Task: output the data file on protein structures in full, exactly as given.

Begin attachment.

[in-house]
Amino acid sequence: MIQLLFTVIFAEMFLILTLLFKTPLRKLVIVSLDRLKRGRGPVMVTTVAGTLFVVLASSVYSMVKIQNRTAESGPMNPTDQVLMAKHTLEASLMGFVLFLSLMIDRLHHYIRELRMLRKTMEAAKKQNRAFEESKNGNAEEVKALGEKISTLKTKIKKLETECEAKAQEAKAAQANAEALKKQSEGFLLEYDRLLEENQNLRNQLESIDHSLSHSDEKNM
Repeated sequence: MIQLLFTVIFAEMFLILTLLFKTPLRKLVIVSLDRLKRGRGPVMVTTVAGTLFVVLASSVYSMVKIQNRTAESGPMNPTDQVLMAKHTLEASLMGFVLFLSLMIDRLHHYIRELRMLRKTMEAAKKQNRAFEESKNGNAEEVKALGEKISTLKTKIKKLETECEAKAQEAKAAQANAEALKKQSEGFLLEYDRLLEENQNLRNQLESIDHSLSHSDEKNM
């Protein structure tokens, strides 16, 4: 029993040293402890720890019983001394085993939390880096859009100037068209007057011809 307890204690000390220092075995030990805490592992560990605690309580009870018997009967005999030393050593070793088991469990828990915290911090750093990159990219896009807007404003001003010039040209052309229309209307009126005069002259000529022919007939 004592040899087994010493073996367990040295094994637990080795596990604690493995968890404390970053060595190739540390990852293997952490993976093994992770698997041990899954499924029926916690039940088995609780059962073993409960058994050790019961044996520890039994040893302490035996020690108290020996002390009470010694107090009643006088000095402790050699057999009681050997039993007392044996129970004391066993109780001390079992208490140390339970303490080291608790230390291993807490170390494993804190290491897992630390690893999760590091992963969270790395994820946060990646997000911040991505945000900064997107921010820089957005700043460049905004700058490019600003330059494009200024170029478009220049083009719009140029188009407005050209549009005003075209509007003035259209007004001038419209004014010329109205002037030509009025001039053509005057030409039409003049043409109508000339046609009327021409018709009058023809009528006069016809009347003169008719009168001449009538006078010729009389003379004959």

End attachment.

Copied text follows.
[in-house]
Amino acid sequence: MIQLLFTVIFAEMFLILTLLFKTPLRKLVIVSLDRLKRGRGPVMVTTVAGTLFVVLASSVYSMVKIQNRTAESGPMNPTDQVLMAKHTLEASLMGFVLFLSLMIDRLHHYIRELRMLRKTMEAAKKQNRAFEESKNGNAEEVKALGEKISTLKTKIKKLETECEAKAQEAKAAQANAEALKKQSEGFLLEYDRLLEENQNLRNQLESIDHSLSHSDEKNM
Repeated sequence: MIQLLFTVIFAEMFLILTLLFKTPLRKLVIVSLDRLKRGRGPVMVTTVAGTLFVVLASSVYSMVKIQNRTAESGPMNPTDQVLMAKHTLEASLMGFVLFLSLMIDRLHHYIRELRMLRKTMEAAKKQNRAFEESKNGNAEEVKALGEKISTLKTKIKKLETECEAKAQEAKAAQANAEALKKQSEGFLLEYDRLLEENQNLRNQLESIDHSLSHSDEKNM
């Protein structure tokens, strides 16, 4: 029993040293402890720890019983001394085993939390880096859009100037068209007057011809 307890204690000390220092075995030990805490592992560990605690309580009870018997009967005999030393050593070793088991469990828990915290911090750093990159990219896009807007404003001003010039040209052309229309209307009126005069002259000529022919007939 004592040899087994010493073996367990040295094994637990080795596990604690493995968890404390970053060595190739540390990852293997952490993976093994992770698997041990899954499924029926916690039940088995609780059962073993409960058994050790019961044996520890039994040893302490035996020690108290020996002390009470010694107090009643006088000095402790050699057999009681050997039993007392044996129970004391066993109780001390079992208490140390339970303490080291608790230390291993807490170390494993804190290491897992630390690893999760590091992963969270790395994820946060990646997000911040991505945000900064997107921010820089957005700043460049905004700058490019600003330059494009200024170029478009220049083009719009140029188009407005050209549009005003075209509007003035259209007004001038419209004014010329109205002037030509009025001039053509005057030409039409003049043409109508000339046609009327021409018709009058023809009528006069016809009347003169008719009168001449009538006078010729009389003379004959």